Entry & Exit Requirements: All non-Mexican citizens must have valid immigration documents including one of these visa categories: FMM, FM2, FM3 or FME. U.S. citizens who are also Mexican nationals are considered to be Mexican. Dual nationality status could result in the delay of notification of arrests and other emergencies or hamper U.S. Government efforts to provide consular services. Dual nationals are subject to compulsory military service in Mexico; in addition, dual national males must register for the U.S. Selective Service upon turning 18. Those possessing both U.S. and Mexican nationalities must carry proof of citizenship of both countries. Under Mexican law, dual nationals entering or departing Mexico must identify themselves as Mexican. Under U.S. law, dual nationals entering the United States must identify themselves as U.S. citizens.

Safety & Security: US citizens are encouraged to enroll in the Smart Traveler Enrollment Program, to stay current with the latest safety and security announcements dispersed by the Embassy in your area.

Your enrollment can also help the Department of State reach your family and friends in case of emergency. In its efforts to combat violence, the Government of Mexico has deployed federal police and military troops to various parts of the country. Government checkpoints, often staffed by military personnel, have been erected in many parts of the country, especially, but not exclusively, in the border area. U.S. citizens are advised to cooperate with personnel at government checkpoints when traveling on Mexican highways.

Crime: Street crime, ranging from pick pocketing to armed robbery, is a serious problem in most major cities. Carjacking is also common, particularly in certain areas. The homicide rates in parts of Mexico have risen sharply in recent years, driven largely by violence associated with transnational criminal organizations. In some areas, municipal police forces are widely suspected of colluding with organized crime. In others, police officers are specifically targeted by members of transnational criminal organizations. Because of the dangerous situation in which police officers operate, one is advised to take a nonthreatening posture when interacting with police and to cooperate with police instructions.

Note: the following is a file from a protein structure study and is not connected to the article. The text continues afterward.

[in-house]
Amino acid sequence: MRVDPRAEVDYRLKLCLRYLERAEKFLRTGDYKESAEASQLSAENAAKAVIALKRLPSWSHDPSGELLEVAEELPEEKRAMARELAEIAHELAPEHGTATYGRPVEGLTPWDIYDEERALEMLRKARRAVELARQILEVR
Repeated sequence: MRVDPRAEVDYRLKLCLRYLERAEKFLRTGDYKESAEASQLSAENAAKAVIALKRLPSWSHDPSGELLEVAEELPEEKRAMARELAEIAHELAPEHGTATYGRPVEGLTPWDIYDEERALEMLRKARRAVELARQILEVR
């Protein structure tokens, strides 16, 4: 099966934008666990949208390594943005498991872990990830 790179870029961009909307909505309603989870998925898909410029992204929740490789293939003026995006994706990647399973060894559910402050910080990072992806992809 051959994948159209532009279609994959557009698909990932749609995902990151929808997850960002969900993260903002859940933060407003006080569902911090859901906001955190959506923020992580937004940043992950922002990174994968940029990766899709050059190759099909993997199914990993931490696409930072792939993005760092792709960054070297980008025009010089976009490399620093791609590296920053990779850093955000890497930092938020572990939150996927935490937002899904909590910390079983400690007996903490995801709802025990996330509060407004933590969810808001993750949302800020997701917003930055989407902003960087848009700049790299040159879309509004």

Kidnapping, including the kidnapping of non-Mexicans, continues to occur. Express kidnappings, i.e., attempts to get quick cash in exchange for the release of an individual also occurs along with a common scam throughout Mexico called ‘virtual’ kidnapping by telephone, in which the callers typically speak in a distraught voice in a ploy to elicit information about a potential victim and then use this knowledge to demand ransom for the release of the supposed victim. Information that can be used against victims may also be obtained from social networking websites. Credit card “skimming” is also on the rise via skimming machines, tellers with in banks or merchants. One is advised to frequently review account activity.

Health: Mexican pharmacies cannot honor foreign prescriptions. U.S. citizens have been arrested and their medicines confiscated by Mexican authorities when their prescriptions were written by a licensedU.S. physician and filled by a licensed Mexican pharmacist. The importation of prescription drugs into theUnited States can be illegal in certain circumstances. U.S. law generally permits persons to enter theUnited States with only an immediate supply (i.e., enough for about one month) of a prescription medication. Tap water is unsafe and should be avoided. In high-altitude areas such as Mexico City (elevation 7,600 feet or about 1/2 mile higher than Denver, Colorado), most people need a short adjustment period. Air pollution in Mexico City and Guadalajara is severe. Those with heart or respiratory problems should consult their doctor prior to relocation.

Fumigation of Wood Packing Materials: Mexico imposes ISPM15 regulations for wood packaging material (WPM).

It is advisable to protect the personal effects against rain since the Mexican Ports & Customs houses are saturated and sometimes goods are placed in the open and must therefore be well protected against the rain.

Important:This information is intended for general guidance. Forward Van Lines International cannot take responsibility for any errors or oversights or for any loss or damage that may occur from its use. It is advisable to contact the Mexican Consulate at for more information prior to your shipping.